❉ A wistful coming of age story, an ode to the inherent power of movie magic, and a spirited shout-out to old-school showmanship.
I don’t understand how Joe Dante cajoled the Universal brass into completing his love letter to cinema, the 1993 film Matinee, after the film’s original producers went bankrupt, but I am glad he did, because it’s such a wonderful, unique, and all together joyous little gem that it stands to reason that in today’s movie climate, this film just doesn’t get made, let alone contemplated, by the major film companies. Everything has gotten so slick and cynical, and the types of films that Dante specializes in, especially in the early part of his career, feel like works that could never be replicated.
Dante’s film is a period piece set in Key West, Florida, centering on a William Castle-esque indie filmmaker played with jovial enthusiasm by a perfectly cast John Goodman, and set against the back drop of the Cuban Missile Crisis. Co-starring Cathy Moriarty, filmmaker and Dante collaborator John Sayles, Simon Fenton, then popular Kellie Martin from TV’s Life Goes On, Dick Miller (a longtime Dante buddy and good luck charm), Omri Katz, child star Lisa Jakub, and Robert Picardo (Dante’s other good luck charm!), Matinee is so many things: A wistful coming of age story, an ode to the inherent power of movie magic, and a spirited shout-out to old-school showmanship. And because Dante has always been a sly and deft storyteller, all of the characters coalesce into a fabulous tableaux of people and personalities, while their individual quirks shine through.
Written by Jerico Stone and Charles Haas, the film contains a film-within-the-film called Mant, which is essentially a throwback to the pulpy sci-fi movies of yesteryear featuring a half-man/half-ant with outlandish practical make-up and special effects; it’s oh-so-clear that Dante must’ve been in cinematic heaven with these scenes, as all of the footage from Mant was shot to aesthetically approximate how those movies used to get put together. Anyone with a love or simple fondness for old-school creature features will derive some serious pleasure out of these sequences. The acting on the part of the teen leads was decent (if a bit stiff at times), but that doesn’t matter, because this film’s heart is so massive, and it’s wildly evident that it needed to be made by these particular creative entities. Sometimes a film feels born out of the filmmaker’s soul(s), and this one is an example of that.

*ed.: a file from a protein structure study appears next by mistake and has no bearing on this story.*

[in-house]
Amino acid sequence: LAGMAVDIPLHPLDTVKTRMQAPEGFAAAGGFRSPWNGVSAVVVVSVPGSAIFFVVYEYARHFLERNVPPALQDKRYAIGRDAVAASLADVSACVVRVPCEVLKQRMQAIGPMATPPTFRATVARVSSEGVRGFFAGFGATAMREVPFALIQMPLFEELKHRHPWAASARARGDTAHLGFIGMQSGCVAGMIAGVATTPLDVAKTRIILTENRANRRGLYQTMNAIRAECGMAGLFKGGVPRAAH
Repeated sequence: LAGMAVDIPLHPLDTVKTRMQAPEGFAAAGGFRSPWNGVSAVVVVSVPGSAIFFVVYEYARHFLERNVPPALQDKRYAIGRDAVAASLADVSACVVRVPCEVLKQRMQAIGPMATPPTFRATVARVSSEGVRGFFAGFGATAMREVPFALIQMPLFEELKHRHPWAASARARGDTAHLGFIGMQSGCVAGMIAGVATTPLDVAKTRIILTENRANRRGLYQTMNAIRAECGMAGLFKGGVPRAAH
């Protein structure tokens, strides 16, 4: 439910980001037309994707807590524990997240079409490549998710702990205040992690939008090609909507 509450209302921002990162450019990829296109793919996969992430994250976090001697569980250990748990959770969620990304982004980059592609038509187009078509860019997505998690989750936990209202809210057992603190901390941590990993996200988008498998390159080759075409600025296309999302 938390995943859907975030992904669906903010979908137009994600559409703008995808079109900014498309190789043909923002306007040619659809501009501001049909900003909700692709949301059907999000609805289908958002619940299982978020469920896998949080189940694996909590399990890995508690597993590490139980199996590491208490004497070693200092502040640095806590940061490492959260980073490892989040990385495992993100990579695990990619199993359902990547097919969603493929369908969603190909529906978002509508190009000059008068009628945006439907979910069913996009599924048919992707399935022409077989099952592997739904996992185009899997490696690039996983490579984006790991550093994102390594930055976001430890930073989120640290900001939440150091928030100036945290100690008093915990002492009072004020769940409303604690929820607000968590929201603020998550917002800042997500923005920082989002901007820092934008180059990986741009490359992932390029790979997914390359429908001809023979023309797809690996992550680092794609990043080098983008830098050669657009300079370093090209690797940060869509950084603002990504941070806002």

Dante is one of those low-key auteurs who never got his true due as a premiere director of smart and funny and always inventive mid-budgeted studio pictures, a friend of Spielberg’s who also subscribed to the Amblin philosophy of subversive family entertainment; his terrific and continually underrated credits include Explorers, Small Soldiers, Gremlins, Gremlins 2, The ‘Burbs, Innerspace, and The Howling. Most of those movies just wouldn’t connect with current movie-going audiences for a variety of reasons, but for those of us who grew up with this special brand of film-making, it’ll be the memories that carry us through the thinner times. Matinee also features a fantastic score from Jerry Goldsmith, splendid cinematography by John Hora, evocative production design by Steven Legler, and perfectly timed comedic editing by Marshall Harvey. This is one of those gems in hiding that I love recommending to people, as many seem to have never heard of it. Matinee is available on Blu-ray, DVD and as a streaming option via Amazon.
❉ Nick Clement is a freelance writer, having contributed to Variety Magazine, Hollywood- Elsewhere, Awards Daily, Back to the Movies, and Taste of Cinema. He’s currently writing a book about the works of filmmaker Tony Scott, and co-operates the website Podcasting Them Softly.
❉ He is also a regular contributor for MovieViral.com, a site dedicated to providing the best news and analysis on viral marketing and ARG campaigns for films and other forms of entertainment.